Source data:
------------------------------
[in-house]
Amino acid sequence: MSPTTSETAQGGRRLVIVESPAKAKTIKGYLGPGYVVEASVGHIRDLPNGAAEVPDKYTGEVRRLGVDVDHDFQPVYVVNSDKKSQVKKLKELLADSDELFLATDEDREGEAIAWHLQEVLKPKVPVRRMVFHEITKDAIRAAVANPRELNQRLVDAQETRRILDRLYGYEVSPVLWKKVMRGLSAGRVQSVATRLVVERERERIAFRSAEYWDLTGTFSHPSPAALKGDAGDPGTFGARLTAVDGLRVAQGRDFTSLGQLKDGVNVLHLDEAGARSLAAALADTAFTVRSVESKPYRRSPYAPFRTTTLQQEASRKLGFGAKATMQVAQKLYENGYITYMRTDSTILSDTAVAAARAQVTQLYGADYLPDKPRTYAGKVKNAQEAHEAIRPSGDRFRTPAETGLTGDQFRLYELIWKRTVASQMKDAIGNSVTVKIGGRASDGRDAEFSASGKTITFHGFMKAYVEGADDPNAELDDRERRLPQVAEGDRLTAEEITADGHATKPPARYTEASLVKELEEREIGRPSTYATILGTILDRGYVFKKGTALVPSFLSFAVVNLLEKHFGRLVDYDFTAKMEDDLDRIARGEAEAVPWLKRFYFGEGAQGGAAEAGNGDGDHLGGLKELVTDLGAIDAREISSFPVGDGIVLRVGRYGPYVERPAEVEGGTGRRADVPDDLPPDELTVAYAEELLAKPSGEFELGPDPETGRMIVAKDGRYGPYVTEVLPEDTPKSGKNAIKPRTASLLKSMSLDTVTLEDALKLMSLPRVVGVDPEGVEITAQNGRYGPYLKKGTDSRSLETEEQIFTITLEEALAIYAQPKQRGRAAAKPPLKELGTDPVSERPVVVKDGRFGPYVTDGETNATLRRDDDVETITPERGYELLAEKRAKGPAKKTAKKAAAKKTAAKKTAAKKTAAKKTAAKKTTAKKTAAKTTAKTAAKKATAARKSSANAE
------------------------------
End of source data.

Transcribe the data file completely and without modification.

[in-house]
Amino acid sequence: MSPTTSETAQGGRRLVIVESPAKAKTIKGYLGPGYVVEASVGHIRDLPNGAAEVPDKYTGEVRRLGVDVDHDFQPVYVVNSDKKSQVKKLKELLADSDELFLATDEDREGEAIAWHLQEVLKPKVPVRRMVFHEITKDAIRAAVANPRELNQRLVDAQETRRILDRLYGYEVSPVLWKKVMRGLSAGRVQSVATRLVVERERERIAFRSAEYWDLTGTFSHPSPAALKGDAGDPGTFGARLTAVDGLRVAQGRDFTSLGQLKDGVNVLHLDEAGARSLAAALADTAFTVRSVESKPYRRSPYAPFRTTTLQQEASRKLGFGAKATMQVAQKLYENGYITYMRTDSTILSDTAVAAARAQVTQLYGADYLPDKPRTYAGKVKNAQEAHEAIRPSGDRFRTPAETGLTGDQFRLYELIWKRTVASQMKDAIGNSVTVKIGGRASDGRDAEFSASGKTITFHGFMKAYVEGADDPNAELDDRERRLPQVAEGDRLTAEEITADGHATKPPARYTEASLVKELEEREIGRPSTYATILGTILDRGYVFKKGTALVPSFLSFAVVNLLEKHFGRLVDYDFTAKMEDDLDRIARGEAEAVPWLKRFYFGEGAQGGAAEAGNGDGDHLGGLKELVTDLGAIDAREISSFPVGDGIVLRVGRYGPYVERPAEVEGGTGRRADVPDDLPPDELTVAYAEELLAKPSGEFELGPDPETGRMIVAKDGRYGPYVTEVLPEDTPKSGKNAIKPRTASLLKSMSLDTVTLEDALKLMSLPRVVGVDPEGVEITAQNGRYGPYLKKGTDSRSLETEEQIFTITLEEALAIYAQPKQRGRAAAKPPLKELGTDPVSERPVVVKDGRFGPYVTDGETNATLRRDDDVETITPERGYELLAEKRAKGPAKKTAKKAAAKKTAAKKTAAKKTAAKKTAAKKTTAKKTAAKTTAKTAAKKATAARKSSANAE